Canada PM to meet Dalai Lama over Chinese protests

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OTTAWA, Oct 26 (Reuters) For the first time, the prime minister of Canada will meet the Dalai Lama in a public fashion at an official venue next week, despite Chinese warnings that it could hurt bilateral relations.

The office of Prime Minister Stephen Harper said today he would meet the Tibetan religious leader in Harper's suite in Parliament on Monday afternoon and would allow photographers to record the event.

Harper's predecessor Paul Martin met the Dalai Lama in 2004, but only privately at the home of the Roman Catholic archbishop in Ottawa.

''It is a major step forward,'' said Dermod Travis, executive director of the Canada-Tibet Committee.

The Dalai Lama is also scheduled to meet with Governor General Michaelle Jean, representative of Canada's head of state, Queen Elizabeth, and will meet with leaders of the opposition parties.

The 72-year-old Buddhist leader -- who is only the third person to receive honorary Canadian citizenship -- is scheduled to make public addresses in Ottawa and Toronto next week.

Harper, who took power in February 2006, has clashed publicly with China over human rights but his office denied he was trying to step up pressure.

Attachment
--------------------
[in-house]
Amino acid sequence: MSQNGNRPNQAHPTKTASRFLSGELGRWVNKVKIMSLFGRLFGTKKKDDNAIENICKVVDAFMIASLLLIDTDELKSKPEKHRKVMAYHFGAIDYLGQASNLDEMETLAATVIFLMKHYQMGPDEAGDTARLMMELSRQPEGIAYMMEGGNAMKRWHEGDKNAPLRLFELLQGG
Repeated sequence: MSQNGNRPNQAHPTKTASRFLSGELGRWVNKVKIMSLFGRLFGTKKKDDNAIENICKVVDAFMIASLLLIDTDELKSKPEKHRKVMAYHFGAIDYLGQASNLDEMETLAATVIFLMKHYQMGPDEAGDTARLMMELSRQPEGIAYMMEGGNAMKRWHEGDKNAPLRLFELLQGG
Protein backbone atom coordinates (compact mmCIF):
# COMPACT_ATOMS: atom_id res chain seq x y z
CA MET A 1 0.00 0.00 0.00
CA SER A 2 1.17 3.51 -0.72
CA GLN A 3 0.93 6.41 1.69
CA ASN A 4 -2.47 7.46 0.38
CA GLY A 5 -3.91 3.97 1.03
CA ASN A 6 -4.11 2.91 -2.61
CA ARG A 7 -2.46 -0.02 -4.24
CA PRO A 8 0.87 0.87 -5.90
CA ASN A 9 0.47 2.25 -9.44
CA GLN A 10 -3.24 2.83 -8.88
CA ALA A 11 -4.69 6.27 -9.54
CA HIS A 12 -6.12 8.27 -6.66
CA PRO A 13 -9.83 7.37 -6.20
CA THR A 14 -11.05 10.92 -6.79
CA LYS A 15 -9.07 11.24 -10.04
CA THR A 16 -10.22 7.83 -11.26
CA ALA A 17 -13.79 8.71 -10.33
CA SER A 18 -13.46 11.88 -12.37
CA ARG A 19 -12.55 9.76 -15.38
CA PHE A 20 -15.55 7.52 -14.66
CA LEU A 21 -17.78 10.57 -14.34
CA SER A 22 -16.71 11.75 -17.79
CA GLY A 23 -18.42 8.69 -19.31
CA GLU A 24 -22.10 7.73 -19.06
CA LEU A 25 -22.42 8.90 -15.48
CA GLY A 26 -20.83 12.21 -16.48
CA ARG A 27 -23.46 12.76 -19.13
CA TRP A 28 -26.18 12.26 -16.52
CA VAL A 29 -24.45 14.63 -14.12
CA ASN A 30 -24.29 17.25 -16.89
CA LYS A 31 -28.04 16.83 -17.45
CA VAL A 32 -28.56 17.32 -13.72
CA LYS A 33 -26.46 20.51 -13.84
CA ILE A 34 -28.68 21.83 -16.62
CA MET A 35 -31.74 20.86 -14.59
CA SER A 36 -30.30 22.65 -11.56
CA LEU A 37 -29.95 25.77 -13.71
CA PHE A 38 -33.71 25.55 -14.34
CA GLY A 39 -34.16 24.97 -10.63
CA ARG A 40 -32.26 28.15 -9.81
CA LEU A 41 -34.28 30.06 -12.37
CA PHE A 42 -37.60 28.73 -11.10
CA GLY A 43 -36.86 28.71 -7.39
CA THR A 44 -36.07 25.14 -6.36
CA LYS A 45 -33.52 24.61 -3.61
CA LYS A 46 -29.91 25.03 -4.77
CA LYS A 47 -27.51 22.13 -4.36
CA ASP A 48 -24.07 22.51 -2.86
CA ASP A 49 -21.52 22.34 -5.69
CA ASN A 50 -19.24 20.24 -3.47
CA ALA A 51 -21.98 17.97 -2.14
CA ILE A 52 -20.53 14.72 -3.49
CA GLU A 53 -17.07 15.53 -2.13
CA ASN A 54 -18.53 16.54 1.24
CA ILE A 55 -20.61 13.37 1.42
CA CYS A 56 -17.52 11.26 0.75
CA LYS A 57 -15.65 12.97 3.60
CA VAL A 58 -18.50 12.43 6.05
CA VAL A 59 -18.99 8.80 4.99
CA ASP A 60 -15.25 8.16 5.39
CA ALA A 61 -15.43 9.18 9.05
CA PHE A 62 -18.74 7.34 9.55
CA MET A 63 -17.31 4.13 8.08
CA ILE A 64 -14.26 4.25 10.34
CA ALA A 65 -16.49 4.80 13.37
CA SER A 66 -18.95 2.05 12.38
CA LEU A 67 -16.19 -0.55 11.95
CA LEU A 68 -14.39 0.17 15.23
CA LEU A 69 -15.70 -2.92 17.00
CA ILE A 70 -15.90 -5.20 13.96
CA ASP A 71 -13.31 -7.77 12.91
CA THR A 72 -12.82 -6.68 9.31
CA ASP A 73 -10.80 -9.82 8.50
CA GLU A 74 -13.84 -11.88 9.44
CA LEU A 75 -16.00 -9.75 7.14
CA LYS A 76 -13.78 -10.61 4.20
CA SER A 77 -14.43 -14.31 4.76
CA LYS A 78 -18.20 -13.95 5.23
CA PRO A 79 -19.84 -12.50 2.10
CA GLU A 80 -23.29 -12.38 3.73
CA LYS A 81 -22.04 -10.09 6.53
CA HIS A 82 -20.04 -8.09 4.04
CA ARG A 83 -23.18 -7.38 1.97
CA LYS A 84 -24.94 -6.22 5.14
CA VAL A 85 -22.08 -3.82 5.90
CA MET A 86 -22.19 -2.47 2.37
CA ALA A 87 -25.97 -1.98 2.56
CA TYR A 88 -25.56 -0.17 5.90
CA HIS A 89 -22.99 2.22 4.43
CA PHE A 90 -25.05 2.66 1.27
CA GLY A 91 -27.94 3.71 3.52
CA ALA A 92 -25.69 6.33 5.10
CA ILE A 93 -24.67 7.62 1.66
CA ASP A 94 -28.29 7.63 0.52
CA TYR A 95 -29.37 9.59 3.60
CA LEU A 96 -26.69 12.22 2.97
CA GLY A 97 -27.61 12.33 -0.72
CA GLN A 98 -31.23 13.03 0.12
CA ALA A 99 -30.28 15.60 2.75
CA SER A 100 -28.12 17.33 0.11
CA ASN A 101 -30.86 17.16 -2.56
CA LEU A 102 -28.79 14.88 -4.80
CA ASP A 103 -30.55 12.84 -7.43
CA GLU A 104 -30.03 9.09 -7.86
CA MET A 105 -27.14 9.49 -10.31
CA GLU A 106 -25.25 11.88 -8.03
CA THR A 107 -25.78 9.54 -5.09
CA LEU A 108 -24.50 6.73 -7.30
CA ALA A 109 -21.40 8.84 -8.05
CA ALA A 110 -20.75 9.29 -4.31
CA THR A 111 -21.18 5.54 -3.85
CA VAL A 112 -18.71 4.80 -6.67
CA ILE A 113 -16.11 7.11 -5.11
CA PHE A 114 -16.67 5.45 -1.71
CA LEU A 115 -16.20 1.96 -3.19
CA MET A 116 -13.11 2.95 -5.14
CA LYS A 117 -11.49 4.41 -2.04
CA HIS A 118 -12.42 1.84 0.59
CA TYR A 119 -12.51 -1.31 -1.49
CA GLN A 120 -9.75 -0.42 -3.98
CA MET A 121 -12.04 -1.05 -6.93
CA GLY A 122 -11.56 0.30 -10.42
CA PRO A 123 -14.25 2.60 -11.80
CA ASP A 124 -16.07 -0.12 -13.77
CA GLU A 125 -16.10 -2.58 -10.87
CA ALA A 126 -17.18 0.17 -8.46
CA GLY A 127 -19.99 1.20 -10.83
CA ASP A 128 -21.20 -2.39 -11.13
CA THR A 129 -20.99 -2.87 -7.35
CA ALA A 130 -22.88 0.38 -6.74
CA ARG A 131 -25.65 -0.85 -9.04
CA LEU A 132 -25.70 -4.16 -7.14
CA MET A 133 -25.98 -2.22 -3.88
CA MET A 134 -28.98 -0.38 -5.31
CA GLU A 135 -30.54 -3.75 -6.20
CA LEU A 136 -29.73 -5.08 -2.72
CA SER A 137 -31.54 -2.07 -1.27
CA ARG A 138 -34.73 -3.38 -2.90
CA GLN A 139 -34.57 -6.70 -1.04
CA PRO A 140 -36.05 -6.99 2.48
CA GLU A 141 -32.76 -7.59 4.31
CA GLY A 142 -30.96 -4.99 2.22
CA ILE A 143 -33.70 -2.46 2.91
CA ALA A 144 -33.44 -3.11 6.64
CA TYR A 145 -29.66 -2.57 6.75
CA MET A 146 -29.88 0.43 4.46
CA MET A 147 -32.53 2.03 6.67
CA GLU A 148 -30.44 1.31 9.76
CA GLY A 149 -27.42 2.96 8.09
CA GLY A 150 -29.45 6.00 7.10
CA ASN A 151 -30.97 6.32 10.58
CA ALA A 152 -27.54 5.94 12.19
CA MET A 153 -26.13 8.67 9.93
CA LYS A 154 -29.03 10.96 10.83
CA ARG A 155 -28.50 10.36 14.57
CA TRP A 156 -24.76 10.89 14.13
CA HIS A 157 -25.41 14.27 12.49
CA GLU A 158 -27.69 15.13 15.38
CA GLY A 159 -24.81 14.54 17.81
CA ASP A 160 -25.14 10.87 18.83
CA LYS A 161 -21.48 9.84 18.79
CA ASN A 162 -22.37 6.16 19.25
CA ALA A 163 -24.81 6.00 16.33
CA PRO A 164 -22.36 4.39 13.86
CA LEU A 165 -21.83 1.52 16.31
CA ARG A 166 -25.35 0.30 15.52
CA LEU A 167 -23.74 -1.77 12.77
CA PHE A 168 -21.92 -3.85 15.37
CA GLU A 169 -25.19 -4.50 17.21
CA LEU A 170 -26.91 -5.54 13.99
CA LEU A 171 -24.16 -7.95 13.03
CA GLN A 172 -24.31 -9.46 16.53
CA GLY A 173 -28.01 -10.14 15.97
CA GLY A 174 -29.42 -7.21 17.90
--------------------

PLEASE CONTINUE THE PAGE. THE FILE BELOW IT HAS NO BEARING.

''We're not intending to ratchet anything up but we are intending to honor his (the Dalai Lama's) commitment to human rights,'' Harper spokeswoman Carolyn Stewart-Olsen said.

Last week US President George W Bush and leaders of Congress gave the Dalai Lama the Congressional Gold Medal in a packed ceremony in the US Capitol.

China canceled an annual human rights dialogue with Germany to show its displeasure with German Chancellor Angela Merkel's meeting last month with the Dalai Lama.

China's embassy in Ottawa declined to answer phone calls but Ambassador Lu Shumin was quoted in Friday's Ottawa Citizen as warning Canada to be careful about matters involving Tibet and Taiwan, as they bear on China's sovereignty.

''Any failure to do so will undoubtedly jeopardize our bilateral relations and will also undermine the fundamental interests of Canada in the long term,'' it quoted the ambassador as saying.

REUTERS SZ PM0135

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